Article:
Fixed Lines and Mobile Phones per 1,000 people (2001): China 247.7; India 43.8

Size of Diaspora: China 55 million; India 20 million

Sources: CIA World Factbook 2002; The Economist Pocket World in Figures; World Development Indicators CD-ROM; Financial Times

Developments at the microeconomic level in China reflect these historical and ideological differences. China has been far bolder with external reforms but has imposed substantial legal and regulatory constraints on indigenous, private firms. In fact, only four years ago, domestic companies were finally granted the same constitutional protections that foreign businesses have enjoyed since the early 1980s. As of the late 1990s, according to the International Finance Corporation, more than two dozen industries, including some of the most important and lucrative sectors of the economy-banking, telecommunications, highways, and railroads-were still off-limits to private local companies.

These restrictions were designed not to keep Chinese entrepreneurs from competing with foreigners but to prevent private domestic businesses from challenging China's state-owned enterprises (SOEs). Some progress has been made in reforming the bloated, inefficient SOEs during the last 20 years, but Beijing is still not willing to relinquish its control over the largest ones, such as China Telecom.

Instead, the government has ferociously protected them from competition. In the 1990s, numerous Chinese entrepreneurs tried, and failed, to circumvent the restrictions placed on their activities. Some registered their firms as nominal SOEs (all the capital came from private sources, and the companies were privately managed), only to find themselves ensnared in title disputes when financially strapped government agencies sought to seize their assets. More than a few promising businesses have been destroyed this way.

This bias against homegrown firms is widely acknowledged. A report issued in 2000 by the Chinese Academy of Social Sciences concluded that, "Because of long-standing prejudices and mistaken beliefs, private and individual enterprises have a lower political status and are discriminated against in numerous policies and regulations. The legal, policy, and market environment is unfair and inconsistent."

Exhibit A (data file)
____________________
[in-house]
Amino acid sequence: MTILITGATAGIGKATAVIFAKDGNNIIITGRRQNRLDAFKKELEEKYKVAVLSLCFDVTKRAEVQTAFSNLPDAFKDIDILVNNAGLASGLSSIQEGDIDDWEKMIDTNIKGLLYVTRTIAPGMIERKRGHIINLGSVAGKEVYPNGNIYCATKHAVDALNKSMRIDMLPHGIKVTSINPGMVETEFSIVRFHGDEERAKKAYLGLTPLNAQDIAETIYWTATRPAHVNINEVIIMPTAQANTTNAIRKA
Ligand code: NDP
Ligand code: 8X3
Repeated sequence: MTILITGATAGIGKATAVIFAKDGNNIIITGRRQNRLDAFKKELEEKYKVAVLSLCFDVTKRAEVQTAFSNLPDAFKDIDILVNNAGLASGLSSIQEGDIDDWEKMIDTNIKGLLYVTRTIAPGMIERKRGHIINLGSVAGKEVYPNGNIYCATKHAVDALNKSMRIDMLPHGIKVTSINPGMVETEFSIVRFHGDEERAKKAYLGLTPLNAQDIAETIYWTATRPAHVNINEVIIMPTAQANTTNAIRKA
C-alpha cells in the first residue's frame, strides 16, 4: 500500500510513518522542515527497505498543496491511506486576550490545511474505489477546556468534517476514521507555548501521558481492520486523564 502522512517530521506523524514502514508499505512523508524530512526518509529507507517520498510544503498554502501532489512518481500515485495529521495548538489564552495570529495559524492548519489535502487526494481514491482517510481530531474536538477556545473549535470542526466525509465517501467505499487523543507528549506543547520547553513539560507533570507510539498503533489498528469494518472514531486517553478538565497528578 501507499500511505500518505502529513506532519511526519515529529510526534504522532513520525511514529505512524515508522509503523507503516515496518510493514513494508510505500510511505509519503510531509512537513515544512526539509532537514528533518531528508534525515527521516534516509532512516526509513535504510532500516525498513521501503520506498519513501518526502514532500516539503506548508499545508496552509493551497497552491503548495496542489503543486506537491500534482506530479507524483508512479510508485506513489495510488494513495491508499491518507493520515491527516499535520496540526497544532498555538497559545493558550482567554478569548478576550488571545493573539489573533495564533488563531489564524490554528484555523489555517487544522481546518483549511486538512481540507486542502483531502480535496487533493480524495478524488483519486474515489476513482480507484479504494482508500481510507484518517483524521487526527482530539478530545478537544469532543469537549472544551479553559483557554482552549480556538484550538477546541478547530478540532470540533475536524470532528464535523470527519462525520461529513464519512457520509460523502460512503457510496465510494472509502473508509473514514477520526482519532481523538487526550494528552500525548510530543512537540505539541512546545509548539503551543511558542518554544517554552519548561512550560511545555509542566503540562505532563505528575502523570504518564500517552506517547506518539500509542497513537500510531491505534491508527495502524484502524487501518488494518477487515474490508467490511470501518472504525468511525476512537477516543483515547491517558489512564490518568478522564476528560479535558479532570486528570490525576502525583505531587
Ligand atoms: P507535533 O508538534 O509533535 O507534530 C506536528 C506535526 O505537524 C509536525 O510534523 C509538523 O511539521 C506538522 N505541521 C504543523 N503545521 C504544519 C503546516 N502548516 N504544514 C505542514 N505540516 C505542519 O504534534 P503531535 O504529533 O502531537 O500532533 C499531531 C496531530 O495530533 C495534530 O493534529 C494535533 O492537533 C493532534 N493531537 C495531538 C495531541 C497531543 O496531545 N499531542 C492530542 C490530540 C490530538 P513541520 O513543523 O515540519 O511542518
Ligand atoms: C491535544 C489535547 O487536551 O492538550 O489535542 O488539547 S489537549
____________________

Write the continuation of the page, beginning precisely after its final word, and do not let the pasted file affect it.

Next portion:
Foreign investors have been among the biggest beneficiaries of the constraints placed on local private businesses. One indication of the large payoff they have reaped on the back of China's phenomenal growth: In 1992, the income accruing to foreign investors with equity stakes in Chinese firms was only $5.3 billion; today it totals more than $22 billion. (This money does not necessarily leave the country; it is often reinvested in China.)


For democratic, postcolonial India, allowing foreign investors huge profits at the expense of indigenous firms is simply unfeasible. Recall, for instance, the controversy that erupted a decade ago when the Enron Corporation made a deal with the state of Maharashtra to build a $2.9 billion power plant there. The project proceeded, but only after several years of acrimonious debate over foreign investment and its role in India's development.

While China has created obstacles for its entrepreneurs, India has been making life easier for local businesses. During the last decade, New Delhi has backed away from micromanaging the economy. True, privatization is proceeding at a glacial pace, but the government has ceded its monopoly over long-distance phone service; some tariffs have been cut; bureaucracy has been trimmed a bit; and a number of industries have been opened to private investment, including investment from abroad.